So the education system came into play, and we applied for a number of early intervention programs–all of which agreed with us. Something was not right. He could hear. He could respond. But there seemed to be a big thick wall between stimuli, cognition, and expression. (This is what makes communication handicaps so hard to diagnose, I think–his cognitive processes are AWESOME. His input and output station is full of rust and manned by slackers taking naps.)
His early test scores put him below 10th percentile in everything.
And the testing processes seemed to go on and on and on. At one point we had to tape electrodes to his head and keep him up all night and try to do a sleep study. He was three! Ugh. That was a nightmare–and a failure–and his father and I were just up to our eyeballs and fucking DONE.
And that’s when–driven by grief and desperation–Mate said something really profound that changed our entire approach. Changed, in fact, the way we would deal with our kids forever.
“Goddammit–all this testing to see what’s wrong with him! Can’t they see that he’s PERFECT?”
Yes–I know. I just catalogued things he couldn’t do. I didn’t even mention the ten to twenty tantrums a day, the inability to process that a situation was going to change and he needed to change with it. Anyone dealing with this kid would not automatically think “perfect.”
But oh God. He was. He hugged me every morning. He tried so hard to keep up with his cousins and talk and run and play. We could understand maybe one word in twenty, but he would babble to us about his day and his friends and the sky–oh, and his heart! He played with his little sister so happily–even their fights were civilized. He would become captured by moments of beauty–he lost his balloons once at the park and cried inconsolably because he would never get them back. His sister could read at four years old, and he would pick up her books and recite what he thought were the contents, so he could read too.
He was so perfect.
We stopped the quest for the perfect disorder name not long after.
Quite frankly, we did not give a flying rat’s fucking ass what the doctors wanted to call it. The education system had him enrolled in early intervention programs at two, long before the doctors even wanted to believe that we were right, and he needed intervention at all.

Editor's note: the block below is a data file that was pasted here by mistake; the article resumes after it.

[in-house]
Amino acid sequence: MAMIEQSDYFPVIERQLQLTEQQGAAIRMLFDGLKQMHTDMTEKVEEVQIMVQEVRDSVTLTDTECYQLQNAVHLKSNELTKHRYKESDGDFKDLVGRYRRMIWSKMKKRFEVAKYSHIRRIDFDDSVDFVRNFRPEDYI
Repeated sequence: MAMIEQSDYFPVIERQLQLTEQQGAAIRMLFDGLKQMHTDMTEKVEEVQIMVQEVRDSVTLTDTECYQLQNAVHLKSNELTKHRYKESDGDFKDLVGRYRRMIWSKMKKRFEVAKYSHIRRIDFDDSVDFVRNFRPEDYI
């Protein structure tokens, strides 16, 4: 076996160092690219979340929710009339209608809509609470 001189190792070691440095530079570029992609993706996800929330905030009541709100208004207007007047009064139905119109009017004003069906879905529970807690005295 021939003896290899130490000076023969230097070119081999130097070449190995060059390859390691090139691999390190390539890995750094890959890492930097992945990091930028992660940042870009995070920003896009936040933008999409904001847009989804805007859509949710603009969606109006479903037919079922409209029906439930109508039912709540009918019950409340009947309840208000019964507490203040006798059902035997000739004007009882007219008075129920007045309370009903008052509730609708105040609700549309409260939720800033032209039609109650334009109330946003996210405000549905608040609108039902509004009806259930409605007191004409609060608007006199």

He was perfect.
There were things we could do–exercises, programs, classes, techniques–all geared to help him overcome whatever was getting in his way. We did those things–and he was so smart–so perfect–that he took what we could give him and he ran with it. When he was three his IEP said we needed to get his incidents of tantrums down to ten a day. When he was seven, his IEP said we needed to eliminate the one tantrum he had a week.
And things weren’t easy–his disability will never go away. Explaining to him, multiple times, why he will probably never be capable of driving is something that continues to break my heart. Walking him through social scripts of dealing with teachers and counselors so he can ask coherently for the help he needs its time consuming and frustrating.
But it’s worth it.
Because he’s perfect.
So this is what works for my family. It’s the belief that our children, when given the love and the help they need, will become the best and most perfect version of themselves. There’s nothing in there about a free ride or a miracle cure–there’s just the belief that the child we’ve been blessed with has all the ingredients to make our family complete. As parents, we just need to find the ways our kid is perfect.
I’ve heard parents of children with disabilities talk about their own children–autism, Asperger’s syndrome, OCD, ADHD, depression– so many different ways a child can be thrown a curve ball by his or her own brain chemistry, it’s truly astounding.
But every parent I’ve heard has the same belief.
There are difficulties, there are roadblocks, there are diagnoses and interventions. There are acronyms and funded education, and non-profits and IEP’s.
But all of it, all of the many approaches, the many things there are to learn about each and every disability comes down to wanting our perfect children to be as successful and as happy as we can possibly help them be.
In a world full of highly fallible humans, it’s one of the closest ways we as parents come to perfection ourselves.